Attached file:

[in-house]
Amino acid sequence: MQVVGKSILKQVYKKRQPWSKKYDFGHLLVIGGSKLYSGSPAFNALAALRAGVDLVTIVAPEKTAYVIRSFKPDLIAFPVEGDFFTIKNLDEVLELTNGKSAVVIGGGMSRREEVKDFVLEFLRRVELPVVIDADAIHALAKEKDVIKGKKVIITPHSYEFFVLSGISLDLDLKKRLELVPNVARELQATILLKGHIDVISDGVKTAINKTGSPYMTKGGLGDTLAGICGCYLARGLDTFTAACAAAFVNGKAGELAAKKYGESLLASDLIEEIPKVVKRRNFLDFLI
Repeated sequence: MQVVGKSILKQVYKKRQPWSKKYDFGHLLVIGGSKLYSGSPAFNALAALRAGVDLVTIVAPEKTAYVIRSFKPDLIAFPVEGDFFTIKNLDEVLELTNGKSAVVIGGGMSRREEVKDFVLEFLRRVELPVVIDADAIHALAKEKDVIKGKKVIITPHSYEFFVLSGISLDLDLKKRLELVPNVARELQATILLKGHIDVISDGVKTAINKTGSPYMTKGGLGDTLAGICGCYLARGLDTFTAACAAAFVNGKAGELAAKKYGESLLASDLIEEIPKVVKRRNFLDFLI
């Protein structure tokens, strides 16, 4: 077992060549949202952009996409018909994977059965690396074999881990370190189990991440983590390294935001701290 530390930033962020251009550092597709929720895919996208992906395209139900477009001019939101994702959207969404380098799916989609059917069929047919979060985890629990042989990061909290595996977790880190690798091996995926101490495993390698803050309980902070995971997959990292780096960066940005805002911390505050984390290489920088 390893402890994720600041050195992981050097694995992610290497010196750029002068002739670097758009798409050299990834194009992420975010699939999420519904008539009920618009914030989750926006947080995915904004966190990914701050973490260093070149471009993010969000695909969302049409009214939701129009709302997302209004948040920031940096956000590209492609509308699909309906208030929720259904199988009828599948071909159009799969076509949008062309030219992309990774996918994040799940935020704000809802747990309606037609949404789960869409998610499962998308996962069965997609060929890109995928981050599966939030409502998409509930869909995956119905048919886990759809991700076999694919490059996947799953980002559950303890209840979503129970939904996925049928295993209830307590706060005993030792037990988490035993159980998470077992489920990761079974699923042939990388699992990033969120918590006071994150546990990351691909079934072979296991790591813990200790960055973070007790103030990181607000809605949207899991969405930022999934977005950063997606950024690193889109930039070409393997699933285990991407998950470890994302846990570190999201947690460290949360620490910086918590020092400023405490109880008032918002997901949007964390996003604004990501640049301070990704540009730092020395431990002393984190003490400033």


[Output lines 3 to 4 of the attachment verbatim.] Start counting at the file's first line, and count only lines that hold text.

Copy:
Repeated sequence: MQVVGKSILKQVYKKRQPWSKKYDFGHLLVIGGSKLYSGSPAFNALAALRAGVDLVTIVAPEKTAYVIRSFKPDLIAFPVEGDFFTIKNLDEVLELTNGKSAVVIGGGMSRREEVKDFVLEFLRRVELPVVIDADAIHALAKEKDVIKGKKVIITPHSYEFFVLSGISLDLDLKKRLELVPNVARELQATILLKGHIDVISDGVKTAINKTGSPYMTKGGLGDTLAGICGCYLARGLDTFTAACAAAFVNGKAGELAAKKYGESLLASDLIEEIPKVVKRRNFLDFLI
């Protein structure tokens, strides 16, 4: 077992060549949202952009996409018909994977059965690396074999881990370190189990991440983590390294935001701290 530390930033962020251009550092597709929720895919996208992906395209139900477009001019939101994702959207969404380098799916989609059917069929047919979060985890629990042989990061909290595996977790880190690798091996995926101490495993390698803050309980902070995971997959990292780096960066940005805002911390505050984390290489920088 390893402890994720600041050195992981050097694995992610290497010196750029002068002739670097758009798409050299990834194009992420975010699939999420519904008539009920618009914030989750926006947080995915904004966190990914701050973490260093070149471009993010969000695909969302049409009214939701129009709302997302209004948040920031940096956000590209492609509308699909309906208030929720259904199988009828599948071909159009799969076509949008062309030219992309990774996918994040799940935020704000809802747990309606037609949404789960869409998610499962998308996962069965997609060929890109995928981050599966939030409502998409509930869909995956119905048919886990759809991700076999694919490059996947799953980002559950303890209840979503129970939904996925049928295993209830307590706060005993030792037990988490035993159980998470077992489920990761079974699923042939990388699992990033969120918590006071994150546990990351691909079934072979296991790591813990200790960055973070007790103030990181607000809605949207899991969405930022999934977005950063997606950024690193889109930039070409393997699933285990991407998950470890994302846990570190999201947690460290949360620490910086918590020092400023405490109880008032918002997901949007964390996003604004990501640049301070990704540009730092020395431990002393984190003490400033």